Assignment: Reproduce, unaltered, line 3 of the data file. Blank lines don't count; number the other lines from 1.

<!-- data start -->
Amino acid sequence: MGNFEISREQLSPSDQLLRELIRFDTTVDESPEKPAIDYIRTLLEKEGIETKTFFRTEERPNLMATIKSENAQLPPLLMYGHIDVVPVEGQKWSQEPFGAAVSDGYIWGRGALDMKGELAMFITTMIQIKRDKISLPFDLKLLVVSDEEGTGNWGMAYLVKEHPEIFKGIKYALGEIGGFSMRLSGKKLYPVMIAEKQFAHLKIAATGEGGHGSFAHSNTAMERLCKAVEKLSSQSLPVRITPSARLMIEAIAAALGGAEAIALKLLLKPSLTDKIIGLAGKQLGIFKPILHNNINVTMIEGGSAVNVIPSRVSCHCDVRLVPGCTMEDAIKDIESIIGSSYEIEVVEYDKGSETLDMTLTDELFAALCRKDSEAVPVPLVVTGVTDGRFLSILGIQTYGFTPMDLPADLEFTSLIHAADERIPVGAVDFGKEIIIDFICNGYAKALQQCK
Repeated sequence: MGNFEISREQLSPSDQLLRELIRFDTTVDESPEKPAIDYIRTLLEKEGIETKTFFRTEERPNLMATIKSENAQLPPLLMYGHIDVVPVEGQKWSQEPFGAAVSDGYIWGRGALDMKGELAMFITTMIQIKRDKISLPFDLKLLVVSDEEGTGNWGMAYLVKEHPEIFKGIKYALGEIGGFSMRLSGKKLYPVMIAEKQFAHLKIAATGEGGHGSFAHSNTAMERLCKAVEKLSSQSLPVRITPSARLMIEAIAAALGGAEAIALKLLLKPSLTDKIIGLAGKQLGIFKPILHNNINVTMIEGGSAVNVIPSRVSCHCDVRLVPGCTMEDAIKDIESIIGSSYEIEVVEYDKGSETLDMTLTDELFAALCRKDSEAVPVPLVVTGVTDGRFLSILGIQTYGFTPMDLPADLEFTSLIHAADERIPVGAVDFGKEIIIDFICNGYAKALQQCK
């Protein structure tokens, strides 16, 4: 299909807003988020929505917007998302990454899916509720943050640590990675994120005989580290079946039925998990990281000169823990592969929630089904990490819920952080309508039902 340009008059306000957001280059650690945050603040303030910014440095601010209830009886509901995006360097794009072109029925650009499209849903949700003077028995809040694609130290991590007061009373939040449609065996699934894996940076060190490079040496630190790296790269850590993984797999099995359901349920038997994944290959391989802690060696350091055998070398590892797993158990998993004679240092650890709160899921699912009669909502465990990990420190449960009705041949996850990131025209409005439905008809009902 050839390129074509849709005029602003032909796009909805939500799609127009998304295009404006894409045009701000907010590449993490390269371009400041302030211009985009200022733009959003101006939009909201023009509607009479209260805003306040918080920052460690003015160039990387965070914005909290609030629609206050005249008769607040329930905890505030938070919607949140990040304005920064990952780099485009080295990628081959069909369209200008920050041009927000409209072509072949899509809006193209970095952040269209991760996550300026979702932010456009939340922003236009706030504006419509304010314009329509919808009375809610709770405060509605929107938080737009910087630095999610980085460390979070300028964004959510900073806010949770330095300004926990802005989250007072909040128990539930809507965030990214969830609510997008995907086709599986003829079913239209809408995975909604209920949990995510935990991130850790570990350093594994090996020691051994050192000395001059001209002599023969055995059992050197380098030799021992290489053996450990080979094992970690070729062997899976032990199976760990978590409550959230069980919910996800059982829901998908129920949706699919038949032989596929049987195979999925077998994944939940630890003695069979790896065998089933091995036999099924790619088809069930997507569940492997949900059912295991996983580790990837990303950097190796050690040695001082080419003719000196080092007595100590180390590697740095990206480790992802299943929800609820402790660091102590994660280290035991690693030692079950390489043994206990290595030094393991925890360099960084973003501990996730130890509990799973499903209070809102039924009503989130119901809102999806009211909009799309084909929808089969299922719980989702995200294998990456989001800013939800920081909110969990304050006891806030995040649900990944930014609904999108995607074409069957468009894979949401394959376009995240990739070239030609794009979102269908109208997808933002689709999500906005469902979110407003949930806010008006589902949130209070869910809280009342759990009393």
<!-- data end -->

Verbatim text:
């Protein structure tokens, strides 16, 4: 299909807003988020929505917007998302990454899916509720943050640590990675994120005989580290079946039925998990990281000169823990592969929630089904990490819920952080309508039902 340009008059306000957001280059650690945050603040303030910014440095601010209830009886509901995006360097794009072109029925650009499209849903949700003077028995809040694609130290991590007061009373939040449609065996699934894996940076060190490079040496630190790296790269850590993984797999099995359901349920038997994944290959391989802690060696350091055998070398590892797993158990998993004679240092650890709160899921699912009669909502465990990990420190449960009705041949996850990131025209409005439905008809009902 050839390129074509849709005029602003032909796009909805939500799609127009998304295009404006894409045009701000907010590449993490390269371009400041302030211009985009200022733009959003101006939009909201023009509607009479209260805003306040918080920052460690003015160039990387965070914005909290609030629609206050005249008769607040329930905890505030938070919607949140990040304005920064990952780099485009080295990628081959069909369209200008920050041009927000409209072509072949899509809006193209970095952040269209991760996550300026979702932010456009939340922003236009706030504006419509304010314009329509919808009375809610709770405060509605929107938080737009910087630095999610980085460390979070300028964004959510900073806010949770330095300004926990802005989250007072909040128990539930809507965030990214969830609510997008995907086709599986003829079913239209809408995975909604209920949990995510935990991130850790570990350093594994090996020691051994050192000395001059001209002599023969055995059992050197380098030799021992290489053996450990080979094992970690070729062997899976032990199976760990978590409550959230069980919910996800059982829901998908129920949706699919038949032989596929049987195979999925077998994944939940630890003695069979790896065998089933091995036999099924790619088809069930997507569940492997949900059912295991996983580790990837990303950097190796050690040695001082080419003719000196080092007595100590180390590697740095990206480790992802299943929800609820402790660091102590994660280290035991690693030692079950390489043994206990290595030094393991925890360099960084973003501990996730130890509990799973499903209070809102039924009503989130119901809102999806009211909009799309084909929808089969299922719980989702995200294998990456989001800013939800920081909110969990304050006891806030995040649900990944930014609904999108995607074409069957468009894979949401394959376009995240990739070239030609794009979102269908109208997808933002689709999500906005469902979110407003949930806010008006589902949130209070869910809280009342759990009393």